Pick Up a Four-Pack, Download a Song
New high-tech retail displays will go up at 7-Eleven stores later this month, offering shoppers the ability to download free music on their MP3 players. The promotion is for a caffeinated alcoholic beverage called Sparks.
Twenty units with touch screens touting the "Sparks Power Playlist" will appear in test markets including Austin, Texas, Chicago, Dallas, Las Vegas, Orlando, Fla., and Seattle. After shoppers verify that they are of legal drinking age, they will be able to dock their players into a port (on the display) and download a song from an emerging artist being featured that week. No redemption codes or submission of personal information is required.
"Instant gratification is a consumer insight that applies to a lot of consumers and a lot of brands in the world of rapidly moving technology, content and digital imagery," said Herb Heneman, senior brand manager for Sparks, a MillerCoors brand. "That’s really all about knowing our consumers [and] in giving them something that is of value that they want for free on a consistent basis."
The screen and download port will sit atop a rack stocked with four-packs of Sparks. The 16-oz. can is usually sold as a single serve purchase from the cooler since drinkers consume one or two cans at a time. Introduction of the four-pack with the music download display could prompt shoppers to pick up Sparks to share with others.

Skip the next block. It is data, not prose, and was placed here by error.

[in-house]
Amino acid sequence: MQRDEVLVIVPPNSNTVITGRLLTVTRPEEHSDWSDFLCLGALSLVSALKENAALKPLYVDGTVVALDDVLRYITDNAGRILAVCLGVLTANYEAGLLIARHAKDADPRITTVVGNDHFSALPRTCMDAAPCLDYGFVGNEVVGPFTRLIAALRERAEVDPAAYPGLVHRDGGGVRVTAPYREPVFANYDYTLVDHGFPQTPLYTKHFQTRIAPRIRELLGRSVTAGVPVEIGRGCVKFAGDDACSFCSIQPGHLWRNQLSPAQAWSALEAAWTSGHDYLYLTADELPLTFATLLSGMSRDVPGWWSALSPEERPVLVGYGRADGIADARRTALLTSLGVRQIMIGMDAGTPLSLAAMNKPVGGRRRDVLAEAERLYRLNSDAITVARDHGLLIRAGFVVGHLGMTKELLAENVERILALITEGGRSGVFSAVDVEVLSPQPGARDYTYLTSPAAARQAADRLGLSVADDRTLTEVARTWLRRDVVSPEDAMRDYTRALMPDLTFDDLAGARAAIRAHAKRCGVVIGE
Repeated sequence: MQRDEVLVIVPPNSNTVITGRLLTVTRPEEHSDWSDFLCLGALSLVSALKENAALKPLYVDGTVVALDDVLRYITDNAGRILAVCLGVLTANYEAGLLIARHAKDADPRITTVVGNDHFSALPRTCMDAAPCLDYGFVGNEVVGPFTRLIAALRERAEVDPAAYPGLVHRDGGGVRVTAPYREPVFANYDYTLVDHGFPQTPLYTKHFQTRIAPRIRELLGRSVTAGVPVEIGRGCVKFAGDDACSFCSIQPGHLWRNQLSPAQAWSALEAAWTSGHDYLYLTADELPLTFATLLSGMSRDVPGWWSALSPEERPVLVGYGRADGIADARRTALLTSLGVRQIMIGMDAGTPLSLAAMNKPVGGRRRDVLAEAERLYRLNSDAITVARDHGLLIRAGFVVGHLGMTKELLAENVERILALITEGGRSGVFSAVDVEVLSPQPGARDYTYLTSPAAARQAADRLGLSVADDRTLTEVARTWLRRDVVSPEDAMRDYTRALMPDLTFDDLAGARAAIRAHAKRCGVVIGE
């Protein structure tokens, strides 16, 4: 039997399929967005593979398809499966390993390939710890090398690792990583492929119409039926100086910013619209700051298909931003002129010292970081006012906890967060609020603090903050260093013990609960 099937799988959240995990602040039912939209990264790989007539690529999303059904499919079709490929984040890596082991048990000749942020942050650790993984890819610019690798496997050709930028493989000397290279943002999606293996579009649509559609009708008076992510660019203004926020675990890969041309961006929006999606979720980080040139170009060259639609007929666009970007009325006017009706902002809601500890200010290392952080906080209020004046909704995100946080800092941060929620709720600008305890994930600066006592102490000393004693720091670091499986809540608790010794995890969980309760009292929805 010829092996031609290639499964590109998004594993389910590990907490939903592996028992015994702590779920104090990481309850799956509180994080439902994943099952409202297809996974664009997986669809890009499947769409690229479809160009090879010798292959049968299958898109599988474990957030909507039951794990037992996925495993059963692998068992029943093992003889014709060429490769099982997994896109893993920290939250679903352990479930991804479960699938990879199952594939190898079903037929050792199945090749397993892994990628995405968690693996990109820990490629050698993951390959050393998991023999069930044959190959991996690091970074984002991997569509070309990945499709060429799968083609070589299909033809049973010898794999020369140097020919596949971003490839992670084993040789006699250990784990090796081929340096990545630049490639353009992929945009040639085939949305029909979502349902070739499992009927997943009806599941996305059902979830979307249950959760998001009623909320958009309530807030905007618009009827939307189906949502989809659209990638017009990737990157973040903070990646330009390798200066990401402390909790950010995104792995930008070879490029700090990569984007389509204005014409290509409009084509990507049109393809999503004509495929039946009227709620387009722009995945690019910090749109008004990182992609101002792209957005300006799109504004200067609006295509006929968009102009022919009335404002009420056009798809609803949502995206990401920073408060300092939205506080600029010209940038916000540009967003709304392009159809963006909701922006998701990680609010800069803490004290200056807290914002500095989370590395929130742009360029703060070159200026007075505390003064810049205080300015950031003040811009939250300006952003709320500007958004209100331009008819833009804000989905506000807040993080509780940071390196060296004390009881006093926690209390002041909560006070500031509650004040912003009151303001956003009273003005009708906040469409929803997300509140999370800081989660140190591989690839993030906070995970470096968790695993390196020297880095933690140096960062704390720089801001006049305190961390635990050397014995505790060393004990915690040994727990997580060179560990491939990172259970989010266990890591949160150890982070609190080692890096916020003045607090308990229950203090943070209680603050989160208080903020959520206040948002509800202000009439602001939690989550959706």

Blender Magazine will be covering bands like Vampire Weekend, Dirty Sweet and Get Back Loretta, which will all be featured on the displays. The program is expected to roll out nationally this year and include advertorials in Blender Magazine and on Blender.com.
Marketing support will be subtle, keeping with the tradition of Sparks, which was a word-of-mouth brand well before Miller Brewing acquired it in 2006 from McKenzie River, San Francisco.
"You can push, but you don't want to push too hard because there is a sort of fragile and delicate balance with this consumer," said Heneman. "I think it needs to be something that is naturally presented, that's credible, and that is of interest and of value to these folks."
Ready mixed, caffeinated malt beverages are riding the popularity of Red Bull mixers at bars and nightclubs; these include Red Bombs (Red Bull and vodka) and Jager Bombs (Red Bull and Jagermeister). Energy brew sales at c-stores are growing at double-digit rates, and also attracting activists like the Center for Science in the Public Interest and several attorneys general that contend such drinks are marketed to minors.
Following a settlement with state prosecutors, Anheuser-Busch exited the alcohol energy drink business and reformulated brands such as Tilt and Bud Extra. Attorneys general also are investigating Miller. Sparks is one of the leading alcohol energy brands, having generated $114 million in sales at grocery, convenience, drug and mass outlets (excluding Wal-Mart) for the year ended July 13, per Information Resources, Chicago.
"We've seen a number of new entrants come in during the past few years and there are a number of them dropping out," said Heneman. "That won't affect Sparks and our dedication to market Sparks responsibly to legal drinking-age consumers. Whether it's getting crowded or less crowded, we're committed to the category."